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Did you know if you’re injured in a car accident insurers deduct thousands from your compensation?

What Sudbury residents need to know about accident compensation awards
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Imagine the unthinkable; you’re injured in a car accident. You’re suffering with pain and impairments which make it difficult to work and carry on with your daily life. You’re not at fault for the collision, but you are living with the physical and financial consequences.

You should contact a personal injury lawyer immediately. They will begin the process to ensure you get the compensation you deserve.

JM Bray is a personal injury lawyer at Orendorff and Associates in Sudbury. He says, “You’ve probably have never dealt with a personal injury lawyer before and don’t know where to turn. Ask a lawyer you do know and trust for a recommendation.”

Don’t expect a compensation windfall

In Ontario, the compensation you deserve and the compensation you will receive are not the same thing.

Many people form ideas of how our legal system works by watching U.S. television. When they see huge multimillion dollar settlements awarded to accident victims south of the border, they expect something similar in Ontario. “But that is not reality,” says Bray. “When people call us after they’ve been injured in a car accident, they have a lot of misconceptions about what they believe their level of compensation ought to be.”

Few people are aware that under Canadian law, there is a cap on damages which a court can award for pain, suffering and loss of enjoyment of life.

The most a court can award for pain and suffering currently, and this is only if you become a quadriplegic from a car accident is approximately $425,000. Bray says, “Most people are shocked when they learn of this cap and justifiably so, as it is unconscionably low and does not nearly reflect the actual pain and suffering that these victims have to endure because of their catastrophic injuries.”

Bray adds, “When you look at how the court assesses pain and suffering, considering there is a cap, and then in Ontario with the statutory deductible, the result is that many injuries are not compensable in car accident cases, which is not fair.”

What is the no-fault deductible?

The “deductible” is taken from an injured person’s court award for pain and suffering. This year the deductible is more than $41,500. This means, if an accident victim is awarded $50,000 for pain and suffering, the amount they will actually receive is $8,500. Bray says, “The deductible is money stripped away from injured victims by Ontario government insurance laws. If you are awarded a $50,000 judgement based on your injuries you should receive the full $50,000, but in Ontario that’s not the way it works. Where is the logic or fairness?”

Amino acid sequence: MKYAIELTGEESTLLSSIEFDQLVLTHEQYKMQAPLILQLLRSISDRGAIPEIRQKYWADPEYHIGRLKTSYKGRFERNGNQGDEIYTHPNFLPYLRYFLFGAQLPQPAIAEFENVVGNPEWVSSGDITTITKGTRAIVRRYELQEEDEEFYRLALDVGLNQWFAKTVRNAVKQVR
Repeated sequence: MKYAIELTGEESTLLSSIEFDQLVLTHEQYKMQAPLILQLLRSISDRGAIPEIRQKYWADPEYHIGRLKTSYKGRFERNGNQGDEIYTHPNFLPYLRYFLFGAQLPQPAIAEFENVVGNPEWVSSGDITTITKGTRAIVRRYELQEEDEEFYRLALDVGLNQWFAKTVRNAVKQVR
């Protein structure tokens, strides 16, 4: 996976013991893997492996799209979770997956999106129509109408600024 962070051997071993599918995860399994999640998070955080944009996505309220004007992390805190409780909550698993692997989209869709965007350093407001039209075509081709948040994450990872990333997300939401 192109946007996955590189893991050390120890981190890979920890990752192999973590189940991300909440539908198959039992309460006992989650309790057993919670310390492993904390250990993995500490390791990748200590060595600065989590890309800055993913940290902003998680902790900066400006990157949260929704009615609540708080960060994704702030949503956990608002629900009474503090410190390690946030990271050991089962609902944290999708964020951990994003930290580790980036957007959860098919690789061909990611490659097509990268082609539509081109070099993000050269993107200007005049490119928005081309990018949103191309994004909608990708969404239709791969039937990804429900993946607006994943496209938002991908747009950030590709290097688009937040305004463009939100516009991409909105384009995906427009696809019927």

Furthermore, by way of example, if an accident victim is awarded $35,000, they will not receive any compensation because the amount is lower than the deductible. “To add insult to injury,” Bray says, “If the value of the award does not exceed the deductible, the injured person can be required to pay the defending insurance company’s legal costs.”

If the award for pain and suffering is more than $138,343.86 the deductible does not apply. However, in Ontario, pain and suffering judgements are rarely that high meaning that most cases will fall within the range of the deductible.

The deductible will rise each year. The insurance companies say it’s needed to keep insurance costs down. But Bray asks, “How many of us have seen our insurance rates decrease over the past 10 years? We have lost sight of the purpose of insurance compensation, which is to help victims of trauma and accidents recover and get back on their feet.”

The deductible rules affect anyone who is seriously injured in an automobile accident in Ontario. Bray says, “We pay a lot of money for insurance premiums and people might be surprised to know how unfair it is for many who are hurt through no fault of their own.”

Compensation is unfair

To make matters even worse for car accident victims, to receive compensation for pain and suffering, car accident victims’ injuries must meet a threshold of being “serious and permanent”.

Let’s use the example of a mechanic who was injured in a car accident. He was awarded $60,000 by a jury for pain and suffering, which the deductible then reduced to $18,000.

Following the jury verdict, the judge must determine whether the mechanic’s injuries meet the threshold definition of being permanent and serious. If the judge finds that the injuries do not meet the threshold, the mechanic’s pain and suffering award is reduced to zero. Nothing!

People only become aware of the paltry compensation amounts after they speak to a lawyer following an accident. JM Bray stresses, “Car accident victims and their lawyers are not greedy and abusing the system. It’s important to know what the law is in Canada and Ontario and how little it actually awards injured parties.”

Bray adds, “The insurance industry is saving significant money on the majority of car accident cases at the expense of injured victims.”

To change the compensation system, contact your local member of provincial parliament.

John Michael Bray is a personal injury lawyer at Orendorff and Associates law firm in Sudbury and a former Director of the Ontario Trial Lawyers Association. Contact JM Bray at (705) 673-1200. Email: JMB@oalawyers.com